In a shocking phone interview broadcast by Congo’s RLTV television station on November 6, the presidential candidate for the Union for Democracy and Social Progress, or UDPS, Etienne Tshisekedi declared himself president. Speaking from South Africa where he has been drumming up support for his opposition party Tshisekedi said:
As I said, we don’t need to wait for the elections. In a democracy, whoever has the power is the majority of the people. And the people of Congo, in its majority have chosen and trust Tshisekedi. Therefore, from this day on I am the Head of State of the DRC.
He also called for a mass jailbreak of political prisoners, particularly those jailed for supporting the UDPS. Observers have noticed there may be a political objective to Tshisekedi’s strange and controversial statement; yet, his strategy may result in unexpected and unwanted consequences for UPDS and other opposition parties.
His inflammatory statement appears to play into the hands of the ruling party. Prior to Sunday’s interview aired on an opposition-leaning TV station, Congolese authorities had embarked on a broad and concerted effort to limit media access for Kabila’s opponents. Tshisekedi’s statement, characterized as treasonous, now provides cover to pro-Kabila officials already engaged in sustained acts of censorship and repression.
A U.N. report released yesterday highlighted the widespread repression of independent media sources, journalists, and opposition supporters by government forces. It also noted a worrying trend of state manipulation of the police force and the judicial system to the benefit of the ruling party.
Reporters Without Borders and their Congolese partner organization Journaliste en Danger wrote an open letter to the Interior Minister, Adolphe Lumanu Mulenda Bwana N'Sefu highlighting recent attacks on television, radio, and print media outlets and urging the government to uphold the ideals of freedom of the press and protection of journalists. Additionally, Congolese rights groups identify pro-Kabila security forces as responsible for the increased level of violence and intimidation in the pre-election period.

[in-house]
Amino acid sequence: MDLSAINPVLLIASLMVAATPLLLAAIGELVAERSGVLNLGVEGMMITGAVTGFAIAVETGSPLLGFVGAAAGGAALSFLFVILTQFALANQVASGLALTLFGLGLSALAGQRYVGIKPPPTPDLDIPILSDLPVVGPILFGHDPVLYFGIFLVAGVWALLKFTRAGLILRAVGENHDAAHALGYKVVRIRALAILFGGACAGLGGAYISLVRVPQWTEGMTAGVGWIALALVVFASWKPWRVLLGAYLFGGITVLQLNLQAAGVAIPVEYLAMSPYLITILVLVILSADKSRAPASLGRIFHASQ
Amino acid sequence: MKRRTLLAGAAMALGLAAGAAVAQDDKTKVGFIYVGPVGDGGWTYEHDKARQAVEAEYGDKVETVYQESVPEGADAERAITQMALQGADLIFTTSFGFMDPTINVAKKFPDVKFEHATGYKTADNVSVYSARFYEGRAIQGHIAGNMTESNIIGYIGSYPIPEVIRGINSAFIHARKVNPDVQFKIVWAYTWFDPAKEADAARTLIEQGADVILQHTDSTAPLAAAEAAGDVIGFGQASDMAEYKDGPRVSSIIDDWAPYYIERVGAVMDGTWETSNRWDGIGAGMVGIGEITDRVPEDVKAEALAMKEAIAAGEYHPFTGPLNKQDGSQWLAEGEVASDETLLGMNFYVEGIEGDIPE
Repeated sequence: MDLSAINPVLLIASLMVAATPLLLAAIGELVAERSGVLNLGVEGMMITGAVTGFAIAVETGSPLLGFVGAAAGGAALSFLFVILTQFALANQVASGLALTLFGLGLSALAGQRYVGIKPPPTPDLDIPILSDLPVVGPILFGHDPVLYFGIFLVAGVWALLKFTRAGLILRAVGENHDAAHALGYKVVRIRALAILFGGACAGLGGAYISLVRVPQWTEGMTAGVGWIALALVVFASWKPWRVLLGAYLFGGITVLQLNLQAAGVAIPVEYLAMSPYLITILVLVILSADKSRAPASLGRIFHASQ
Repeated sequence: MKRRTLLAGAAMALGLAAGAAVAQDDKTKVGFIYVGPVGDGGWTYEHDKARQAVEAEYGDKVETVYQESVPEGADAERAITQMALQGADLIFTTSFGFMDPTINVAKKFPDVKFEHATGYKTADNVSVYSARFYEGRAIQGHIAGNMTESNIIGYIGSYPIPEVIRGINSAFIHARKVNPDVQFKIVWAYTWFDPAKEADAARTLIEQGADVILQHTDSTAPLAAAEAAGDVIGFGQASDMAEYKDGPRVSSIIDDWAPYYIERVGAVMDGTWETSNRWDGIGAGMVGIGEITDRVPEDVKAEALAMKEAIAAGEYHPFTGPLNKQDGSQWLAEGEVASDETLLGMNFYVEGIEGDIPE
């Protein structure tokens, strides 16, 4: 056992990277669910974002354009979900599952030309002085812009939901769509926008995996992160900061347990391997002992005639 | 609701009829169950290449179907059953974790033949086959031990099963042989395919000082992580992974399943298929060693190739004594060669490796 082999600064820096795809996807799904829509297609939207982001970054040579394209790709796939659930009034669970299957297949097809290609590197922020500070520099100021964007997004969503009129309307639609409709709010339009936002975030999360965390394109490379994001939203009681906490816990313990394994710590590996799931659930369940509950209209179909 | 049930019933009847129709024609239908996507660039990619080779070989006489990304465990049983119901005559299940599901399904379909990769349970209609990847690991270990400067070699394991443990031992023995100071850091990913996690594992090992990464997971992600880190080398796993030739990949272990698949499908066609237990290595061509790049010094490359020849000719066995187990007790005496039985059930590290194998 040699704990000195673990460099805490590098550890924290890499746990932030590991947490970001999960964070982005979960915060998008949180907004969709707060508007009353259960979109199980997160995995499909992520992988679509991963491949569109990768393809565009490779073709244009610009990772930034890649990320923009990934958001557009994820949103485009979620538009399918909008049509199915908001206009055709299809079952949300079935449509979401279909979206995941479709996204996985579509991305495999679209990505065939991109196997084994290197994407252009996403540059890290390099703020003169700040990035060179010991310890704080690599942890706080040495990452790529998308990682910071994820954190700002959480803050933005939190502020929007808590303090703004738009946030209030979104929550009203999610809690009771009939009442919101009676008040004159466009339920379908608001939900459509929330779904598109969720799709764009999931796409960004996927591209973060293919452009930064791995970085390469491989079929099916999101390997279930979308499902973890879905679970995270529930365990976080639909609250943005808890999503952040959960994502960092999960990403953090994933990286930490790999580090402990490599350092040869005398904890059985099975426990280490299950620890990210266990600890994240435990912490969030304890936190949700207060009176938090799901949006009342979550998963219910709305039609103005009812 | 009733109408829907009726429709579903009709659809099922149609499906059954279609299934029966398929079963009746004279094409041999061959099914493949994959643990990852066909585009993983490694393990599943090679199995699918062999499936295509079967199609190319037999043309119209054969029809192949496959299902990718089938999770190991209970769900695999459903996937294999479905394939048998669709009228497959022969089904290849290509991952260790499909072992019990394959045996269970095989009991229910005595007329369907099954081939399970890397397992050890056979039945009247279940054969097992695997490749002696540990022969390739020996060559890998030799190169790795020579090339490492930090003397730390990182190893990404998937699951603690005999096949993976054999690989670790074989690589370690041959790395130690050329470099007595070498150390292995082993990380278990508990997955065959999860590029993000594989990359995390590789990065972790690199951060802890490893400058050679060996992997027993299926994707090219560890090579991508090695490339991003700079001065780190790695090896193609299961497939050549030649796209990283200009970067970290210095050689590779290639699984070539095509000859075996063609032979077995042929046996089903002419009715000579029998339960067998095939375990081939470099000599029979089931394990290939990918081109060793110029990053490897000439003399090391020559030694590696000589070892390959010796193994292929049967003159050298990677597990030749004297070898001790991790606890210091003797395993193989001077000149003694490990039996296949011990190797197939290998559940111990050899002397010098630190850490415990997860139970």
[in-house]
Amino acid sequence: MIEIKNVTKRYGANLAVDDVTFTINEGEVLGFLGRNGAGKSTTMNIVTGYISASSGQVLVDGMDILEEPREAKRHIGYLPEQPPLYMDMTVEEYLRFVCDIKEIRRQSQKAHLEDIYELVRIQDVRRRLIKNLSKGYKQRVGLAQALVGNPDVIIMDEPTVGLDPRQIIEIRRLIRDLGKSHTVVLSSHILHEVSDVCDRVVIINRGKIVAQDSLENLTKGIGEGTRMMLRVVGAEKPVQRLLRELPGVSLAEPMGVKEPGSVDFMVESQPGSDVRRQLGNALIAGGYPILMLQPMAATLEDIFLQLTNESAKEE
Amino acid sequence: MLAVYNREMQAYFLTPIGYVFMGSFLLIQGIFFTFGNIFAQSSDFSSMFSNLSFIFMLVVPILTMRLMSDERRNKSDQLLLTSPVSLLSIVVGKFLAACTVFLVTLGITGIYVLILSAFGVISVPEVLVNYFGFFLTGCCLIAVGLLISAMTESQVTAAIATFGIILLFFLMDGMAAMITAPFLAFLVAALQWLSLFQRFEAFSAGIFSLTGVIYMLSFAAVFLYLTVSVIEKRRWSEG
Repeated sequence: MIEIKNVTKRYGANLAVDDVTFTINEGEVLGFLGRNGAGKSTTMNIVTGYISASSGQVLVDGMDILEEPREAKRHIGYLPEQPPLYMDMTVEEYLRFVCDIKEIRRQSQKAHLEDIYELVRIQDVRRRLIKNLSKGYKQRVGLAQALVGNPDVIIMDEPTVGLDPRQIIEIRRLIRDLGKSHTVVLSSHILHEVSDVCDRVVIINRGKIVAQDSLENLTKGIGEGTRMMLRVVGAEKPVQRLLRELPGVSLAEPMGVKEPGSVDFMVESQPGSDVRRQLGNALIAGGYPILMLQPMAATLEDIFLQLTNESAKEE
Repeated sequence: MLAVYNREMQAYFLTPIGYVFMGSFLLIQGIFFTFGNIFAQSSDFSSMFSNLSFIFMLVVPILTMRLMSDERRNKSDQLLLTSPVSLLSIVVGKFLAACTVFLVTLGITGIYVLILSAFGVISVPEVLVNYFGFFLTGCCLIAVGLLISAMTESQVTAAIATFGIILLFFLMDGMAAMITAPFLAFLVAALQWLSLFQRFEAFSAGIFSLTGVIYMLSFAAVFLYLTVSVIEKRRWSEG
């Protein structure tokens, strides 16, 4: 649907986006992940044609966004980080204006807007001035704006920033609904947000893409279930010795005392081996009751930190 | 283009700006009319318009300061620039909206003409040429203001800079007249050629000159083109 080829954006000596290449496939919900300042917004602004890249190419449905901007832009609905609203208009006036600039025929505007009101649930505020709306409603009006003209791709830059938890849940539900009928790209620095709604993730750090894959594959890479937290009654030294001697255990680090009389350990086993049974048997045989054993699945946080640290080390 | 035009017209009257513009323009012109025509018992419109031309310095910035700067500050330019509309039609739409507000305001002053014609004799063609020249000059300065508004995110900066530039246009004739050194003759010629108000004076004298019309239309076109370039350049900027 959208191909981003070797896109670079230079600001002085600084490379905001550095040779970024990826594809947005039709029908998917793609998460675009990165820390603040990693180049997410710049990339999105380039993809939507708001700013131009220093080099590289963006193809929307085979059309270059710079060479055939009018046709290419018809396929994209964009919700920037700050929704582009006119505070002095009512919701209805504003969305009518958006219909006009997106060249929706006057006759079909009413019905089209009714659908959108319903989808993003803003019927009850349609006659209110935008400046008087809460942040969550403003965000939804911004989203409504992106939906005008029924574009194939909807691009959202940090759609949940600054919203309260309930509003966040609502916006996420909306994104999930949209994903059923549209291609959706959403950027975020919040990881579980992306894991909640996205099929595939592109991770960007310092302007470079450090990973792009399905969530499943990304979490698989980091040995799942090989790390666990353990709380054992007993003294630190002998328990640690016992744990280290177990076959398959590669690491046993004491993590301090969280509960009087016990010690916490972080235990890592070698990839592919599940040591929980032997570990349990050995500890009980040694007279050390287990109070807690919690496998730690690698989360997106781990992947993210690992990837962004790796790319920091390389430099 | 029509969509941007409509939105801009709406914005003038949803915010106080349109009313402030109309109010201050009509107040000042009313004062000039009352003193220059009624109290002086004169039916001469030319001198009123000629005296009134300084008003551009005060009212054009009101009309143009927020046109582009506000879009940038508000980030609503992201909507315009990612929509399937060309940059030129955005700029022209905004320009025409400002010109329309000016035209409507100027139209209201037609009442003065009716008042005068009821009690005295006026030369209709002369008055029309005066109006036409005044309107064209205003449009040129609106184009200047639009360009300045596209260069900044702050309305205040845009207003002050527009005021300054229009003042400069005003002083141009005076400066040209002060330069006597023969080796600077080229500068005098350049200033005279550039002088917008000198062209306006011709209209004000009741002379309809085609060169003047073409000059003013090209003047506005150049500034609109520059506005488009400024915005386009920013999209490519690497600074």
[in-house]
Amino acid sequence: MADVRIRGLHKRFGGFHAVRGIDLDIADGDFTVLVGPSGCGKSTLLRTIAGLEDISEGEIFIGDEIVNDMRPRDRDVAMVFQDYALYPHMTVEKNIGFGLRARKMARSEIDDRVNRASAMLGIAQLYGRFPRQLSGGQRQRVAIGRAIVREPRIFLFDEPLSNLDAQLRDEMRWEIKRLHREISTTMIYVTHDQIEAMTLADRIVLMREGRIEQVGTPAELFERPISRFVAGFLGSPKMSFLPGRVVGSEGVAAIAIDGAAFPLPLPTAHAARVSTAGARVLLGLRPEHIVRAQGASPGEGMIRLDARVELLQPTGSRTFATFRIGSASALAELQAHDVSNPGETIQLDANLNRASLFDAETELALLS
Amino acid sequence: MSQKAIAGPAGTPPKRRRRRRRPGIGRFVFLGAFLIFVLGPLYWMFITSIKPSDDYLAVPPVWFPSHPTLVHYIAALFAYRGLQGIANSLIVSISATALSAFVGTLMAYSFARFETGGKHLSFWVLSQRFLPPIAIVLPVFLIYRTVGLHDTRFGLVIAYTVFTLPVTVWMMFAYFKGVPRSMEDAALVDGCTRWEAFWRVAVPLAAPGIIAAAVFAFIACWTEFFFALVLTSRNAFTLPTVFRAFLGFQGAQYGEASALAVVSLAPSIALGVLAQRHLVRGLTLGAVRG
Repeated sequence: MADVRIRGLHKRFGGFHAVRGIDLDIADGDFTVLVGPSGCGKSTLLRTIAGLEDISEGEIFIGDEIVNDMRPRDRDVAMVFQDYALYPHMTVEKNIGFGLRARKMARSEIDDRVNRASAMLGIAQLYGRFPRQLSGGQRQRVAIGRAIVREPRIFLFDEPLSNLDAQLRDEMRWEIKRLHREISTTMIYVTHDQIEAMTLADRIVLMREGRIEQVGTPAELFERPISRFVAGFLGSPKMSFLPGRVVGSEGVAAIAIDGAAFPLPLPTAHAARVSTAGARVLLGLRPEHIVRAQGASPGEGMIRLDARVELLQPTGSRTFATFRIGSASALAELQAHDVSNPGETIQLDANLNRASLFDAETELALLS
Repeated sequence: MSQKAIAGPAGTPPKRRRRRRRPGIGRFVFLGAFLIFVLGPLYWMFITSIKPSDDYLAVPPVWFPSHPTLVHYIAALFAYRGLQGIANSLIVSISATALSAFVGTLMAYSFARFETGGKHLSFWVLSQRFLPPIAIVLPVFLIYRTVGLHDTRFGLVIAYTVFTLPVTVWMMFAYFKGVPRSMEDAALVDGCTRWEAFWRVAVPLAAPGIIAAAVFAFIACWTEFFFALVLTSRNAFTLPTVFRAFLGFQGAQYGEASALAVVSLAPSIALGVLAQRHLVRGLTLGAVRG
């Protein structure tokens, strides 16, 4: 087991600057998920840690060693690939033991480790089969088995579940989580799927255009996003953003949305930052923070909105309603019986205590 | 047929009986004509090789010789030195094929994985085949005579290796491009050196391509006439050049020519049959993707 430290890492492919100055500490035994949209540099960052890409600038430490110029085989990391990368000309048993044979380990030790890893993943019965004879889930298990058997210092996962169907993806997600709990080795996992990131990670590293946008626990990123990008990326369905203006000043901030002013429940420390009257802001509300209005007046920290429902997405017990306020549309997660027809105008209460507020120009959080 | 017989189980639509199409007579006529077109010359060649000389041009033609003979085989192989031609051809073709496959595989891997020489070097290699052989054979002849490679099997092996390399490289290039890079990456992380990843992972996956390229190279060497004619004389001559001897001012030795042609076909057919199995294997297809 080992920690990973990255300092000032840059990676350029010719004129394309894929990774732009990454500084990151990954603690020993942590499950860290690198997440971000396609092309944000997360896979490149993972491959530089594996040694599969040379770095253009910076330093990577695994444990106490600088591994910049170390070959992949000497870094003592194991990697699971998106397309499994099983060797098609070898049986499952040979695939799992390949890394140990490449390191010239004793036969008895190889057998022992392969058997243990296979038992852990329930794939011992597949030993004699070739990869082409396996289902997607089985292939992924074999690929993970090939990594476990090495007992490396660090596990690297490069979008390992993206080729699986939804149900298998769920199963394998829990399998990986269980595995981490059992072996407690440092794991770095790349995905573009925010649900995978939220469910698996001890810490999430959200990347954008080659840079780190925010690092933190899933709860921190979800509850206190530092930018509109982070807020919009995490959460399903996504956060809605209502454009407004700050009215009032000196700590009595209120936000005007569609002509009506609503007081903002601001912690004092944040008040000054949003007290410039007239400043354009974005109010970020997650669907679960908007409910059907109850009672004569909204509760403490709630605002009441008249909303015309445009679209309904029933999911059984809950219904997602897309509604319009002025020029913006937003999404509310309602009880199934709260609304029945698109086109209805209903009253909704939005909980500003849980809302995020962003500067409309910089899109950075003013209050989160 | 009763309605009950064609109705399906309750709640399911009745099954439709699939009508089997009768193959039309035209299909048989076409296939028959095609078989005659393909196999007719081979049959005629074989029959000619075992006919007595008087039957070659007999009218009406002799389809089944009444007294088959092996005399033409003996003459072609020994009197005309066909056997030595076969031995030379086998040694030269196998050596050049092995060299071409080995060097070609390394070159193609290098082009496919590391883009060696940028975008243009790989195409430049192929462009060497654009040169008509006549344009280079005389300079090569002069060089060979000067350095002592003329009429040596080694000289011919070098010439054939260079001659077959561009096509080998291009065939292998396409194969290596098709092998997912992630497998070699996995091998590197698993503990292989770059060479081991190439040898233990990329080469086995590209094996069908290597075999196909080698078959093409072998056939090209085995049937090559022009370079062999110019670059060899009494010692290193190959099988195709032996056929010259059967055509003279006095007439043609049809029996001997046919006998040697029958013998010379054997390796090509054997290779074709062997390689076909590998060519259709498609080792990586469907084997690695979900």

Tshisekedi’s comments were undoubtedly inflammatory and controversial but they now provide ample justification for Congolese authorities to continue their campaign of repression and censorship of pro-opposition media.
The justice ministry has started an investigation of Tshisekedi's "treasonous" remark. As part of the inquiry the government has closed down RLTV, the stationed which aired Tshisekedi’s interview. In a statement condemning the opposition leader’s comments, Information Minister Lambert Mende said, “We gave the case to the Justice [Ministry] and to the regulatory authority to decide whether this station can be allowed to continue [broadcasting] because we are not ready to experience a name-calling radio here in Congo after what Rwandese experienced in 1994.”
Mende justified the station closure as a preventative action and explicitly linked the outlet with the now infamous Rwandan broadcaster Radio Milles Collines, an organization implicated in the 1994 genocide. The reference to Radio Milles Collines is intentional and palpable – it justifies censorship and media blockades by painting the Congolese government as guarding against hate speech, while ignoring the documented human rights abuses on the part of pro-Kabila actors seen in the run up to the November 28 elections.
While reactions to opposition candidate Etienne Tshisekedi’s presidential self-declaration have ranged from disbelief to bemusement, the UDPS leader’s statements will have a profound effect on the pre-electoral climate during these final weeks. Few Congolese took his call for mass jailbreaks seriously but his near treasonous comments have given the governing party a tailor-made excuse to continue their campaign of censorship and solidify their near monopoly on Congolese media outlets.
Photo: Kabila campaign billboard in Goma (Enough/Fidel Bafilemba)